With restricted freedom to price unit-linked insurance plans (Ulips) in view of the caps on charges and stricter norms for life insurance, leading to new business strains in life insurance, the key to managing profitability is controlling distribution costs. Ironically, companies with modest existing profitable books with a need to accelerate spending on distribution to gain brand value and customer recognition would need to tighten the purse more, making the exercise painful and difficult.
There are four components of distribution cost management, each one of them calling for a different set of strategies.
There will be an inevitable drop in commissions for all products, forcing companies to rethink the relevance of their marginal distributors. While the initiatives launched by several companies to prune their agency to an optimal size of highly productive feet on the street will gather momentum, the key is managing the motivation level of better performing agents. The level of engagement of companies with quality agents and those showing potential will need to be vastly different. Insurers in other markets go to considerable lengths to retain the loyalty of able agents, and in the Indian context this has to take several novel forms. Encouraging the entrepreneurial instincts of high performers to set up wealth management advisory entities with support from insurers could be an example.
Productivity and profitability of bancassurance
Companies spend huge amounts to generate business from bank partners and a cost-benefit study done by Towers Watson India shows that the bank channel is currently a high-cost medium, except for companies sponsored by banks. Most bank distributors are seen to operate as referral agencies, simply relying on the insurers to complete the sales process and service the customers following the limited leads provided by them. This is not sustainable even at a reduced commission level. Insurers may have to rework the priorities and engage with bank partners to own the process, and explore incentive-based solutions to scale up the output and quality of bank sales. An initiative to assist bank partners to make customer segmentation and transaction analysis with the help of technology to arrive at a promising set of insurance leads may be an example.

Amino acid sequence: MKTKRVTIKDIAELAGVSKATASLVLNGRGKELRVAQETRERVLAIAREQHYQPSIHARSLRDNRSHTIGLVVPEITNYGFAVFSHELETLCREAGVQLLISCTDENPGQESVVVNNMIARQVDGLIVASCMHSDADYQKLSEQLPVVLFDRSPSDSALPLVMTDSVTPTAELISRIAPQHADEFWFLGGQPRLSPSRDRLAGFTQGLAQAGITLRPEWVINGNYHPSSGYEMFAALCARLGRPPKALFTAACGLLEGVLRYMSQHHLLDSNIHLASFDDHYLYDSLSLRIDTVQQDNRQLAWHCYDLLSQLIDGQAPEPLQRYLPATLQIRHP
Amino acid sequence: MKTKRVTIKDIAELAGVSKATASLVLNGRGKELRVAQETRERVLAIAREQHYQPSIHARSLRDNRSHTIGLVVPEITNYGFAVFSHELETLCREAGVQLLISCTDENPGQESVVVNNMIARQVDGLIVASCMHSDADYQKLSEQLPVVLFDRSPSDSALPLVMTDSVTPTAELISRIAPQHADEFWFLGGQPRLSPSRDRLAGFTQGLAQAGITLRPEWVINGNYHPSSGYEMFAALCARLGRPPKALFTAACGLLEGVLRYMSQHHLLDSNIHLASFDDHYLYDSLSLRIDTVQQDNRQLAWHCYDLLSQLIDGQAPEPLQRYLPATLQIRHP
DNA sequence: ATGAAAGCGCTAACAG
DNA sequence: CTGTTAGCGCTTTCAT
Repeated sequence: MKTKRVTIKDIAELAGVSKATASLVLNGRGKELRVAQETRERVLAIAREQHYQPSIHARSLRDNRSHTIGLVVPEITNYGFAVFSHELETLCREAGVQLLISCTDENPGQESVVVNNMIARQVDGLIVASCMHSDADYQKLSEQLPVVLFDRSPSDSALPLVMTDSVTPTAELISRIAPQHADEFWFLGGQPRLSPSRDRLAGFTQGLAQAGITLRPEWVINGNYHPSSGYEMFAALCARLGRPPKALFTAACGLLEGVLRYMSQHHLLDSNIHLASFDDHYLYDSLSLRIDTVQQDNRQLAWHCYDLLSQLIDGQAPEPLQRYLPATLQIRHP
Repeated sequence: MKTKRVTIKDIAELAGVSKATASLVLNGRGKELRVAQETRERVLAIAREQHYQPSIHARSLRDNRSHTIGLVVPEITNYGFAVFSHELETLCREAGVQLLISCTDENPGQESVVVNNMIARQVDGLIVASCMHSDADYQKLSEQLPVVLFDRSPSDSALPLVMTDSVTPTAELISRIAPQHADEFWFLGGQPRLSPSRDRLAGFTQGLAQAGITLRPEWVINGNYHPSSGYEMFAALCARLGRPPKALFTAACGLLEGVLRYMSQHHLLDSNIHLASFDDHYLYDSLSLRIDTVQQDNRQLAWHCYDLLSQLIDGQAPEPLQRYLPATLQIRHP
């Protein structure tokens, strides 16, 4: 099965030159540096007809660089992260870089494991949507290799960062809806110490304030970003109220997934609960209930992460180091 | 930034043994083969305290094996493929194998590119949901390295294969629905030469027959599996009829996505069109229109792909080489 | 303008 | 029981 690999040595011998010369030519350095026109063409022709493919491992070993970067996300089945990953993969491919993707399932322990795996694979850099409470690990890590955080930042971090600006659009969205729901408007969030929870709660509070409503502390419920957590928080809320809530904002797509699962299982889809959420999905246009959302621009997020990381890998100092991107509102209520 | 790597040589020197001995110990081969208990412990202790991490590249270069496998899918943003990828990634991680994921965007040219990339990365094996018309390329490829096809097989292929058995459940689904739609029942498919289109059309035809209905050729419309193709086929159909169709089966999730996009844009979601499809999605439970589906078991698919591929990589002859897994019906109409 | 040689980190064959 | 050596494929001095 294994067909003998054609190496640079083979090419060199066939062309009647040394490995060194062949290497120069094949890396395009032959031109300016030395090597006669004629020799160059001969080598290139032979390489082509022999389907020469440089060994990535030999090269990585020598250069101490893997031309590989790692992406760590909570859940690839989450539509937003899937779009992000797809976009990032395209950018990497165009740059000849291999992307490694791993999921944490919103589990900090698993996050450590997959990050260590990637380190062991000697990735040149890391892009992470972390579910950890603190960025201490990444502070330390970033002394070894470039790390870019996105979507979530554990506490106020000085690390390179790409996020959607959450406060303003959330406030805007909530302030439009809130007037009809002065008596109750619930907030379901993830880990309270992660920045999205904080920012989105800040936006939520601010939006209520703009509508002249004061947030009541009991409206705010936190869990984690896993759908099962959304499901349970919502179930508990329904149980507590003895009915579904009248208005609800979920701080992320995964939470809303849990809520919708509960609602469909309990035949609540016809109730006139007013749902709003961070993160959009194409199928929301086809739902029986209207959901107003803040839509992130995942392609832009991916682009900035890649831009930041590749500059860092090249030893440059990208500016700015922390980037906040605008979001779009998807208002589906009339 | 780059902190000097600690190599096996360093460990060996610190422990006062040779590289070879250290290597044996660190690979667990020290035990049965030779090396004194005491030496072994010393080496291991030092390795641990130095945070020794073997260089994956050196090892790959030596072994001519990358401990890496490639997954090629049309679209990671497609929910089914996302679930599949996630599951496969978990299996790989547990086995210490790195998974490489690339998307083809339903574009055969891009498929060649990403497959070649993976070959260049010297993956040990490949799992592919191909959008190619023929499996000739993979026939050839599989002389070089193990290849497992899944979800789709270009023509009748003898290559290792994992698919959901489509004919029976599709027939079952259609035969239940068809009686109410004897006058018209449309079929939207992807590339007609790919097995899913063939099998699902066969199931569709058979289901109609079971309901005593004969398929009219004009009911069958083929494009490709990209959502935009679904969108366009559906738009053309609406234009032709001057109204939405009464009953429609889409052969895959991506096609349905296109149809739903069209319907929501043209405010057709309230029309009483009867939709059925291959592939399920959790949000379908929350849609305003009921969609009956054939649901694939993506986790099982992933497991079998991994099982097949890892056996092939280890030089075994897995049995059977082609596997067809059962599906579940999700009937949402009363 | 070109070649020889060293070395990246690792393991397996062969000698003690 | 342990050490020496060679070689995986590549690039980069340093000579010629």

Tight leash on fixed costs;?making most costs?variable
While most insurers are beginning a rethink on their branch infrastructure, it is important to recognize that unlike in other insurance markets, there are tangible benefits in having branch presence in India such as instinctive association of branches by customers in terms of safety and service. Companies need to explore innovative ideas to better leverage their distribution partners having a wide branch network to lower their fixed costs. Cost-effective local branding initiatives and a robust hub-and-spoke model could be areas to explore.
Innovation in distribution through technology
There is considerable scope to boost online sales of insurance products with differentiated products and customer servicing approaches. There are instances of new entrants in other markets gaining a market share through disruptive strategies employing technology tools. Mass market telemarketing to customers of large distributors, such as bank partners, could be a viable initiative in India.
It is important to recognize a positive impact of the latest changes in insurance regulations, its potential to increase the appeal of Ulips to mass market customers as more cost effective and customer-friendly. The cost control impulses should not turn insurers into niche market firms catering to high-income segments and ignoring the vast potential emerging in the regions other than urban centres for Ulips. In fact, by combining traditional and unit-linked plans and gaining access to the growing household savings in non-metro regions, companies can hope to make true cost savings in the long run.
R. Krishnamurthy is managing director (products, distribution and markets, risk consulting), Towers Watson India.
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